They can prescribe a blood test or body scan to rule out other underlying health conditions that can resemble the symptoms of Mania.  

The provider can refer the patient to a mental health specialist if no diseases are diagnosed.  

A physician or a psychiatrist evaluates a patient by asking questions and knowing about their symptoms.  

Some of the direct observations made by a psychiatrist can indicate a person has a manic episode. The diagnostic and statistical manual of mental disorders underscores the criteria for a manic episode. The episode must occur for at least a week or less than a week of hospitalisation.  

A person may experience three or more of the following symptoms.

  • Easy distraction
  • Engaging in risky or impulsive behaviour
  • Racing thoughts
  • Changes in the sleep cycle
  • Obsessive thoughts

A manic episode can disturb a person’s life, negatively affecting relationships at work or school.  

Most manic episodes require hospitalisation to stabilise a patient’s mood and prevent self-harming activities.

Treating Mania- Can Mania be treated?

Hospitalisation and medication

Hospitalisation is second to none if the symptoms are severe and are accompanied by psychosis.  

Hospitalisation will help a patient prevent self-harming activities. Usually, medications and psychotherapy are prescribed to manage the symptoms of Mania effectively.  

If a patient is diagnosed with Mania, a healthcare provider can prescribe antipsychotic medication. Mood stabilisers are prescribed to manage symptoms that occur as a part of mood disorders.  

A doctor also prescribes antidepressants to manage the sad episodes.  


Psychotherapy involves various techniques to identify the triggers of Mania. A mental health professional will talk with the patient to identify and work through the factors that can trigger the mental health disorder and make a person feel uncomfortable.  

Cognitive behavioural therapy

Cognitive behavioural therapy is a helpful tool in helping a person to change their incorrect perceptions about themselves and the world around them.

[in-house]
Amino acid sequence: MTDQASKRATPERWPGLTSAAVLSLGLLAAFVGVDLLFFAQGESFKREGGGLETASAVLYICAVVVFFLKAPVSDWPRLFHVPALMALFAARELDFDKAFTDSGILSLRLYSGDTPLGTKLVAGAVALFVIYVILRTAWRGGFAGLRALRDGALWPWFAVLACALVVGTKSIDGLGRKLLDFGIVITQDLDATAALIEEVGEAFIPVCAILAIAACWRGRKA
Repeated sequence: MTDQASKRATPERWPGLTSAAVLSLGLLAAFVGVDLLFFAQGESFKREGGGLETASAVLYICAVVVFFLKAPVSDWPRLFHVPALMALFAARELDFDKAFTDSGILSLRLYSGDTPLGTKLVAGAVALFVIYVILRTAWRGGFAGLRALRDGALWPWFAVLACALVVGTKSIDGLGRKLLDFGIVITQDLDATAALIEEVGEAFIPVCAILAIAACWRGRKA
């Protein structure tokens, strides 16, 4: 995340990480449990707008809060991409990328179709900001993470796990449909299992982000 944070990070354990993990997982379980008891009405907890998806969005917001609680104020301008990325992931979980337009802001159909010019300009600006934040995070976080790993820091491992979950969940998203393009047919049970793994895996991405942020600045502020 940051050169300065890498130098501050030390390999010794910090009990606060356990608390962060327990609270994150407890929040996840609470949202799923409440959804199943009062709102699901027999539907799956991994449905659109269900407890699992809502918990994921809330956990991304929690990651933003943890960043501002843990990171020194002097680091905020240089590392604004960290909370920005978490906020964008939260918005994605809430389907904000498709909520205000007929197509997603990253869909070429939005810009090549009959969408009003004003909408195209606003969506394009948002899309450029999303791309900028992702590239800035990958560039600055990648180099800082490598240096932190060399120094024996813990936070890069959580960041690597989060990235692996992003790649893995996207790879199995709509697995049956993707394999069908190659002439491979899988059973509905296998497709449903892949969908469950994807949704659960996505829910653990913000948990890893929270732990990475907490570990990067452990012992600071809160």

Support group

Seeking support can be helpful as the patient can interact with people with similar medical experiences and find ideas for coping with the health condition to lead a productive life.  

Can Mania be prevented?

The prescribed medications and psychotherapy can help prevent manic episodes. Patients with this mental health condition can also benefit from group therapies. It is impossible to cure Mania entirely, but with the help of therapy and proper treatment, the symptoms can be managed and help a person lead a productive life.  

To sum up

A psychological condition, Mania, can cause a person to experience euphoria for no reason. Manic episode is a common symptom of bipolar disorder and can be dangerous if left untreated.  

Proper treatment and support can help people with these mental health conditions lead productive lives.


What is maniac behaviour?

Mania is a mental health condition that can cause a person to have abnormally elevated or extreme changes in mood or emotions. People with this mental health condition can behave abnormally, displaying highly energised level of physical and mental activity.

How do I calm my maniac mind?

Reaching out to a doctor for medication, avoiding triggers and having a healthy lifestyle can calm the maniac mind.

How do you get someone out of Mania?

If you notice someone with maniac symptoms, you must reach out to a doctor and get hospitalised to prevent self-harming behaviour. Early diagnosis, medication and proper psychotherapy can effectively help a person manage the symptoms of Mania.

How long can Mania last?

A manic episode can last for a few days to several months if left untreated. It can progress into a more complicated mental health condition and make a person exhibit self-harming behaviour.  


The Information including but not limited to text, graphics, images and other material contained on this blog are intended for education and awareness only. No material on this blog is intended to be a substitute for professional medical help including diagnosis or treatment. It is always advisable to consult medical professional before relying on the content. Neither the Author nor Star Health and Allied Insurance Co. Ltd accepts any responsibility for any potential risk to any visitor/reader.